Selective mutism is exactly what it sounds like; a child chooses not to speak because they don’t want to or because something about hearing their own voice disturbs them. It may appear as though the child is extremely shy at home or in public, but will talk someone’s ear off in a single location. The language isn’t delayed as it is in autism; it’s there but the child just doesn’t feel like talking.
Selective mutism has been linked to other “out there” diagnoses such as Einstein syndrome. Shyness has always existed; now it’s assumed that extreme shyness is a mental health condition labeled “selective mutism”. Children can and often do have selective hearing when adults are trying to get their attention and tell them to do something. When children don’t respond or refuse to respond, it’s no longer a willful or shy child not speaking up; it’s “selective mutism”.
We live in an age where every previously normal childhood behavior has become a disorder. Parents are seeking psychological treatment and medications for everything under the sun, including extreme shyness or lack of cooperation and communication when a child refuses to talk. There is nothing wrong with shyness, nothing wrong with a child that refuses to talk to others, and nothing wrong with a desire to be left alone. This is something kids do, and they will grow out of it unless parents turn it into something bigger than it really is.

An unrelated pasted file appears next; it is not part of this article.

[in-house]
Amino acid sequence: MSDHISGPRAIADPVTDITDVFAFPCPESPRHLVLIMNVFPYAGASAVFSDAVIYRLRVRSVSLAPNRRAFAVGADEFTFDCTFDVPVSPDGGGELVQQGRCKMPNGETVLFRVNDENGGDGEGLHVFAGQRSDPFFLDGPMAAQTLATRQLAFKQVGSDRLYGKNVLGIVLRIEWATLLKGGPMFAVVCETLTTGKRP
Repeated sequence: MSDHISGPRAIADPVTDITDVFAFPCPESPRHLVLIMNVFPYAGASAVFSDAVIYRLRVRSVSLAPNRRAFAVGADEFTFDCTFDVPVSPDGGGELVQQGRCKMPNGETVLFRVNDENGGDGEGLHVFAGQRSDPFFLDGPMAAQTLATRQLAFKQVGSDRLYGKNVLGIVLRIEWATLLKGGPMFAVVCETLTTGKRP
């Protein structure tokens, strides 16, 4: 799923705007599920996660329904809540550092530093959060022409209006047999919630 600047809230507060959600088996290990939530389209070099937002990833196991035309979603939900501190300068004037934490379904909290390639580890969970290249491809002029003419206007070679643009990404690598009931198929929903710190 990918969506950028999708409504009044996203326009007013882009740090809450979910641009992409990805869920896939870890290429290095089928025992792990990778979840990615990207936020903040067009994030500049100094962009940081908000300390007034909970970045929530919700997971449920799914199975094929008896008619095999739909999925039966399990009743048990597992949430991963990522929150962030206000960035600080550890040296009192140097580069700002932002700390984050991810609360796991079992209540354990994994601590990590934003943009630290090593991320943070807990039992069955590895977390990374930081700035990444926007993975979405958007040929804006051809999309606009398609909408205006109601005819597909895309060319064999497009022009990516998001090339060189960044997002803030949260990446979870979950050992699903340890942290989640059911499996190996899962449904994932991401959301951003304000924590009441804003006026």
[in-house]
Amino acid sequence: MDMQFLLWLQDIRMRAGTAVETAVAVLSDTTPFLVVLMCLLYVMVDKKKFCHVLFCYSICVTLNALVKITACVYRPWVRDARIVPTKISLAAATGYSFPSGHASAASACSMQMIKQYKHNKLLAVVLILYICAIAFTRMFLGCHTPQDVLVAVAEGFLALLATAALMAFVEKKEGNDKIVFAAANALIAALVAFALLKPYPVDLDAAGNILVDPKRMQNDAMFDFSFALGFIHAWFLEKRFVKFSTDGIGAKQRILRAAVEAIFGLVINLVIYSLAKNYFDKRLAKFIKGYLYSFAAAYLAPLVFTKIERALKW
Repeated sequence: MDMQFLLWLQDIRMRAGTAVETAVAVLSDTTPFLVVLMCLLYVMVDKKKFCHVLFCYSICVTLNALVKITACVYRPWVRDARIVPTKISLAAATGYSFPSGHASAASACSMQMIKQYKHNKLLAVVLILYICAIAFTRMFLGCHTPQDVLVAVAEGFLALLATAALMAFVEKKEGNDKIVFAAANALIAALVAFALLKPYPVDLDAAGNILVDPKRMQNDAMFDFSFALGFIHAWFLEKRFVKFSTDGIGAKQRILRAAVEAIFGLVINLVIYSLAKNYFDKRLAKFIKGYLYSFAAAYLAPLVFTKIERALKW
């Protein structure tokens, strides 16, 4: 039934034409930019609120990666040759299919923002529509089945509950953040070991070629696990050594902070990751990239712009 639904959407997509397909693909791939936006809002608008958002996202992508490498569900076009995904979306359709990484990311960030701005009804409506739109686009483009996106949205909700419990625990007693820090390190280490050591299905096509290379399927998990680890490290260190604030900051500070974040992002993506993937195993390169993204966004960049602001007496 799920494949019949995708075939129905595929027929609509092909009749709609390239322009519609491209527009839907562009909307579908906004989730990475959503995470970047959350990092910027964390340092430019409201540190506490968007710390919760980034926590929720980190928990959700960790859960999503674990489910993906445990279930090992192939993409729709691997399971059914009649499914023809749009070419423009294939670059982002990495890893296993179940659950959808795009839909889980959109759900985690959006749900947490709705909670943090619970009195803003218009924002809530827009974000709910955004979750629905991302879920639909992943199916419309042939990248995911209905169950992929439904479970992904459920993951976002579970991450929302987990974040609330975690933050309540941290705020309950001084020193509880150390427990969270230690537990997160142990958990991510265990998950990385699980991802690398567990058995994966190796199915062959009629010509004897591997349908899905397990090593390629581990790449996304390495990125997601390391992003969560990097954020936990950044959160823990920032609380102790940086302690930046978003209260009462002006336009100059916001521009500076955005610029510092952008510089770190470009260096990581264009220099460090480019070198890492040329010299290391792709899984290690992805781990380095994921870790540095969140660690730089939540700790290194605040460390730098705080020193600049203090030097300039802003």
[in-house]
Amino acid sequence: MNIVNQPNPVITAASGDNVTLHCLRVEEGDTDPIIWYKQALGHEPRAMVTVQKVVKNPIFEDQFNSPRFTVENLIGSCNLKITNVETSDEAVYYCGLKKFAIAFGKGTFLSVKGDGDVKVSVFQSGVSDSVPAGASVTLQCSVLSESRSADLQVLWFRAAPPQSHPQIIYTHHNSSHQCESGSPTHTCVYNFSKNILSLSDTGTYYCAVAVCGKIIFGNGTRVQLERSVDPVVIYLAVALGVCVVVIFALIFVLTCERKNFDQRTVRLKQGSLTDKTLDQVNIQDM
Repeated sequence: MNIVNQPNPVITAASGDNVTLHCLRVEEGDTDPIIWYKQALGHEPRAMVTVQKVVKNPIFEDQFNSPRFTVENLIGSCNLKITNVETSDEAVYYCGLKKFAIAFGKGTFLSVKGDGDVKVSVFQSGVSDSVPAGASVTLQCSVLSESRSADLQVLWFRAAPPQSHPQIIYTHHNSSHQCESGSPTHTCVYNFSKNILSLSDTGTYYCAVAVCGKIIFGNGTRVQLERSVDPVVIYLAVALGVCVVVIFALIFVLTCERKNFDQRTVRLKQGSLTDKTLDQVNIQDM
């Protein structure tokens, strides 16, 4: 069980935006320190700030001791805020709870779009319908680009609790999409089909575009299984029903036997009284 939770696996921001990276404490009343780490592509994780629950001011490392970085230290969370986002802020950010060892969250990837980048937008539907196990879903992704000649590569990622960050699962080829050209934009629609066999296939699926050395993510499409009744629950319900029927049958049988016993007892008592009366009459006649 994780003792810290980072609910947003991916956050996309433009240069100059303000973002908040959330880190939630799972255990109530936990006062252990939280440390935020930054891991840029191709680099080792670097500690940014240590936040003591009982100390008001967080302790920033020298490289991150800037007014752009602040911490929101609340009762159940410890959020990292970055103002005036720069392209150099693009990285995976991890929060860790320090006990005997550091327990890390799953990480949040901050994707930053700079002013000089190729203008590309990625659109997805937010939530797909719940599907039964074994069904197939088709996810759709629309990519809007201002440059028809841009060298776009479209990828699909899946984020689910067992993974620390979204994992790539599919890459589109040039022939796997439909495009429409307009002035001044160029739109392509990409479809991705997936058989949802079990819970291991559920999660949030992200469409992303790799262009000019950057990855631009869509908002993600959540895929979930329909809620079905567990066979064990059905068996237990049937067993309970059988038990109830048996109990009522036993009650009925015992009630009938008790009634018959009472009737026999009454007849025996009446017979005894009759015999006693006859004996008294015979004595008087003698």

The only time that “selective mutism” should be looked at as a problem is if the child is genuinely afraid of another adult. There is an underlying cause that usually halts them from talking while that adult is present. It could be physical or sexual abuse, and he or she is terrified that if they say a single word they might hurt someone else they love or “get it worse”. In this case, a parent should definitely seek help because there really is something wrong, and it needs to come out into the open.